OSHA’s Final Rule for Safety Standards for Steel Erection was published in 2001, and paragraph (e), Multiple Lift Rigging Procedure, outlines OSHA’s standard for lifting multiple pieces of steel at one time.
Multiple Lift Rigging (Christmas-Treeing), is allowed only for steel erectors and should only be done when the outlined criteria are met. Recently, I have seen erection companies perform multiple lifts with items not approved under OSHA’s final rule. For example, bundles of decking, pallets of CMU blocks and portable toilets are not permitted for multiple lift rigging because it unnecessarily exposes employees to overhead loads.
Multiple lifts should only be performed if the following criteria are met:
It is important to understand the Steel Erection Negotiated Rulemaking Advisory Committees (SENRAC) original argument captured in the Federal Register persuaded OSHA to allow steel erection employees to work under the load by using multiple lift rigging. This is because multiple lift rigging, when done properly, is a safe and effective method for decreasing the number of total crane swings and employee exposure on the steel while connecting. To be in compliance with OSHA, steel erectors may “tree” steel beams, bar joists, and girders.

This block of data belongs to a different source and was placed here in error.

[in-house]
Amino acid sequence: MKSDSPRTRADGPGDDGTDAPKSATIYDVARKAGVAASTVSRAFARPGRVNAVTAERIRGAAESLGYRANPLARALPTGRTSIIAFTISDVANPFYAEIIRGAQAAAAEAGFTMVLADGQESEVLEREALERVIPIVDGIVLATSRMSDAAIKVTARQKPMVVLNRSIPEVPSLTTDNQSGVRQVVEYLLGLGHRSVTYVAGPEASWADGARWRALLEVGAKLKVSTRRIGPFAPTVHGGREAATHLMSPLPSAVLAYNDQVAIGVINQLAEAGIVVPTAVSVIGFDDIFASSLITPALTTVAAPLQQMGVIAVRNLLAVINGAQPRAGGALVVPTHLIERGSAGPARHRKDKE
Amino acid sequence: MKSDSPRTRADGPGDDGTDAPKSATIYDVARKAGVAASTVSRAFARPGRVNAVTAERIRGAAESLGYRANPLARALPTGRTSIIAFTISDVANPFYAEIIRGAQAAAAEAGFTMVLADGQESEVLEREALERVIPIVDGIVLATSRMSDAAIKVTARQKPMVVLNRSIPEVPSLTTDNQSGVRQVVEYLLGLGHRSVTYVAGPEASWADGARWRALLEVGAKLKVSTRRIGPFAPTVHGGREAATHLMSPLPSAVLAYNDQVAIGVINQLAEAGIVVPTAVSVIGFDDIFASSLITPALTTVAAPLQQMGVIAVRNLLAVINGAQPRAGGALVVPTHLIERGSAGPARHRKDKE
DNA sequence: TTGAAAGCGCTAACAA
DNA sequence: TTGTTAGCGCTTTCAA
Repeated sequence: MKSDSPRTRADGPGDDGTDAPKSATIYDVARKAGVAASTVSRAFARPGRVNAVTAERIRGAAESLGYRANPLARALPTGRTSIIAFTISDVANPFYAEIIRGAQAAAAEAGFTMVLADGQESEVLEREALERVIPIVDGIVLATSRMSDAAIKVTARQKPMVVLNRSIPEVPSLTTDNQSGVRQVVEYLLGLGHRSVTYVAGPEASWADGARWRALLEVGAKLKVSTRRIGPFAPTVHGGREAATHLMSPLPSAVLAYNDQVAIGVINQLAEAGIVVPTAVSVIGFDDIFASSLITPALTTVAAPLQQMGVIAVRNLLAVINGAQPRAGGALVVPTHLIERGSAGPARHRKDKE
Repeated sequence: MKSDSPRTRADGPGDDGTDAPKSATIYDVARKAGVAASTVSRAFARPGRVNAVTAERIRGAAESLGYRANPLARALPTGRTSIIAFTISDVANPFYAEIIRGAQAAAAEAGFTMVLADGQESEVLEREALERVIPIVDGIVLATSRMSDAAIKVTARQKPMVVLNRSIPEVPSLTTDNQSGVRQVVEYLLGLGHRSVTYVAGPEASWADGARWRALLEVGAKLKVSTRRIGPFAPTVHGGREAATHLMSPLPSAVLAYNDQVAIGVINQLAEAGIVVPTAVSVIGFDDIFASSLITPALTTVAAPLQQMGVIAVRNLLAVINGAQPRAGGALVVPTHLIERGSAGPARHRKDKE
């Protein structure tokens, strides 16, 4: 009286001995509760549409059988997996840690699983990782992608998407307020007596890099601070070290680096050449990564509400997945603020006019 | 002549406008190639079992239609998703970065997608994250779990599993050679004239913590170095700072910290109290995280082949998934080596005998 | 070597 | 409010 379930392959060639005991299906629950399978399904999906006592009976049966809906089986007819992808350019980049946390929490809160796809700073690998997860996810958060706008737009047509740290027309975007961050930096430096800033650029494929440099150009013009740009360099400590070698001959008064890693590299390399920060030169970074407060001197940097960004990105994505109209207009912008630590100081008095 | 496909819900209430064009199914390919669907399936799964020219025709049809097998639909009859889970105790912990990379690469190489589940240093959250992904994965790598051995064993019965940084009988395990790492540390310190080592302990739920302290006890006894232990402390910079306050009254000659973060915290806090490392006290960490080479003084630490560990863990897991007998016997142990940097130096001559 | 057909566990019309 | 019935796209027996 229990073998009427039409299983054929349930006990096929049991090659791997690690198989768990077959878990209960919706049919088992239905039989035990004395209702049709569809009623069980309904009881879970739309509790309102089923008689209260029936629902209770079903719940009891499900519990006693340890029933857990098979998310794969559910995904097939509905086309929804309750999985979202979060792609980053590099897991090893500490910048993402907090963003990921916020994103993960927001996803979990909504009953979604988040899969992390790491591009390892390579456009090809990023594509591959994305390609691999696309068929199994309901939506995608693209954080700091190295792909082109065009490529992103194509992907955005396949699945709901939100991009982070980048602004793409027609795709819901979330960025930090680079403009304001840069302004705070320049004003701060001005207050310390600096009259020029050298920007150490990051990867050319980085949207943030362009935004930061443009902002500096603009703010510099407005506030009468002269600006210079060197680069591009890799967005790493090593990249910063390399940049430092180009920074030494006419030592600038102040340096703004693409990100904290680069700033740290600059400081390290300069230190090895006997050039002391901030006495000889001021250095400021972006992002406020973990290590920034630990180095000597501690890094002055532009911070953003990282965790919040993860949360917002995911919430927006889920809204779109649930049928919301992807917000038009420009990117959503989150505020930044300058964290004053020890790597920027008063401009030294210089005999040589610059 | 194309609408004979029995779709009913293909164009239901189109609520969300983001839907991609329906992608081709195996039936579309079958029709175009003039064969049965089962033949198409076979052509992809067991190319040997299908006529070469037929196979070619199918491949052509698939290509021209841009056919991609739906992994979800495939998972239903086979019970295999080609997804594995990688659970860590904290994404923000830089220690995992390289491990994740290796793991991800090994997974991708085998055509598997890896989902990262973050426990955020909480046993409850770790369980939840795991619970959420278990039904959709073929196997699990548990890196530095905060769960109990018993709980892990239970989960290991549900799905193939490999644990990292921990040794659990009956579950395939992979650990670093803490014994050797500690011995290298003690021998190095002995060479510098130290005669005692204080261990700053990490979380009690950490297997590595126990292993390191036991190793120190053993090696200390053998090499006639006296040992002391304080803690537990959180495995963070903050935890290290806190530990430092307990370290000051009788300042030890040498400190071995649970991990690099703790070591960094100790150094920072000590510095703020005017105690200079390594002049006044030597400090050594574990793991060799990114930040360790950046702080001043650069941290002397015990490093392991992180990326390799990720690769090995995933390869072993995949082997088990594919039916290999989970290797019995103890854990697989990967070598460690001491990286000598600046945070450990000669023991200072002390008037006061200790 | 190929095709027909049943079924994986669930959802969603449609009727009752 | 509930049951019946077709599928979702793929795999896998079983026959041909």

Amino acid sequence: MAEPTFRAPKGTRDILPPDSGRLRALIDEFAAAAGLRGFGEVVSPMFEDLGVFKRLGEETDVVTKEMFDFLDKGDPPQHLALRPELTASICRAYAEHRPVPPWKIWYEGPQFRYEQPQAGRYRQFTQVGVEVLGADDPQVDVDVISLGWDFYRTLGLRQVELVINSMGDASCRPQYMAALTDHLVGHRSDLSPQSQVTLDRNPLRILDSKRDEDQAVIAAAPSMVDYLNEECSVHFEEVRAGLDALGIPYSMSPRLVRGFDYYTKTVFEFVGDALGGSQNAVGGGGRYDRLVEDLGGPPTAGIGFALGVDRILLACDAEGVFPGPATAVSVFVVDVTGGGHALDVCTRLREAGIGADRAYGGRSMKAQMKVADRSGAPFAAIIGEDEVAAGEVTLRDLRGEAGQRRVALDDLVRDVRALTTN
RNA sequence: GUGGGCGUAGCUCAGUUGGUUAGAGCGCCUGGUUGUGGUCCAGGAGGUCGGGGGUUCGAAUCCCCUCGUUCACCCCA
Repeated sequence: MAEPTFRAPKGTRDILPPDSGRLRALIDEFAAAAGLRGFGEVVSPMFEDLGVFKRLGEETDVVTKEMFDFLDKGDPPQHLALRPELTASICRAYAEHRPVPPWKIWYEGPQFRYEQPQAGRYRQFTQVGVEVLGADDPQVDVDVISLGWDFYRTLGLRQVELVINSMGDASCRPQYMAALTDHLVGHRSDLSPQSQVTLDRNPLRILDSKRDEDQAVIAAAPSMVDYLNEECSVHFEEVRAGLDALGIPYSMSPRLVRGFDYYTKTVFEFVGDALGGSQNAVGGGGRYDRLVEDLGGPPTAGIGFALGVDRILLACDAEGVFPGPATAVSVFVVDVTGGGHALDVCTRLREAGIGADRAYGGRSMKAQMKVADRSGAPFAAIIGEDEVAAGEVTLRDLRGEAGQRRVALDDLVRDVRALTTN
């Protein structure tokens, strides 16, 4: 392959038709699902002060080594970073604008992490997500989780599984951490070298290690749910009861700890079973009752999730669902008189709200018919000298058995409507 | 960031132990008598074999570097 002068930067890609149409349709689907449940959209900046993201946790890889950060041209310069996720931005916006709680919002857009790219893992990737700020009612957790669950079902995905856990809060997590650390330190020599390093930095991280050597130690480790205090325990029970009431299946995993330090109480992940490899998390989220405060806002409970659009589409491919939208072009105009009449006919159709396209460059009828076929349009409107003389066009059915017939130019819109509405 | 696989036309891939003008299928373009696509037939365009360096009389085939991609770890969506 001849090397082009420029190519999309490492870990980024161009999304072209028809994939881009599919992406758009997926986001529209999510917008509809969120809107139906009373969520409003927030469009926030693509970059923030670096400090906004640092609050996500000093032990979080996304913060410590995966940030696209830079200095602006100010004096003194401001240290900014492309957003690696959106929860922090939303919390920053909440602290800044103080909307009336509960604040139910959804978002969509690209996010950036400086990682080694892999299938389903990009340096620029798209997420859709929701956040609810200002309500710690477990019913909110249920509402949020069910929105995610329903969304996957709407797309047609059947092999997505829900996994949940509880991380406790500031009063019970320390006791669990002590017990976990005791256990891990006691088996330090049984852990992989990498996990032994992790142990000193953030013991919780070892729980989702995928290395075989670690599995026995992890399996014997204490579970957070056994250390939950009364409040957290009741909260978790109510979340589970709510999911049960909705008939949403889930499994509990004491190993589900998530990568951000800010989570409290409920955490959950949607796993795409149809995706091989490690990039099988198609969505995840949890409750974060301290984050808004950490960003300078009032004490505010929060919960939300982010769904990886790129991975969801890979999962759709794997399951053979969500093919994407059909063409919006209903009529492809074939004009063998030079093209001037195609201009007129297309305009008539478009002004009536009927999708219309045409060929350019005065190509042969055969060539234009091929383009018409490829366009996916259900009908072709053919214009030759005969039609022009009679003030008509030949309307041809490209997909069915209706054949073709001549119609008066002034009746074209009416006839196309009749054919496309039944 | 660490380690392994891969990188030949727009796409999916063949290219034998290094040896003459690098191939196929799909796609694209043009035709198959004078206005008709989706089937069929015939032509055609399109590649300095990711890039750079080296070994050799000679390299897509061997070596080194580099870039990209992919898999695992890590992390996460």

Other benefits of multiple lift rigging are:
OSHA’s Final Rule for Safety Standards for Steel Erection
OSHA’s Safety and Health Regulations for Construction Subpart R
This Safety Flash was contributed by Bryan McClure, Senior Safety Consultant, Trivent Safety Consulting in cooperation with SEAA’s Safety Committee. It is designed to keep members informed about ongoing safety issues and to provide suggestions for reducing risk. Best practices are gathered from a variety of sources. They may be more or less stringent than individual corporate policies and are not intended to be an official recommendation from SEAA. Always get approval and direction from your company officers on any new practice or procedure as these best practices may not work for all situations.
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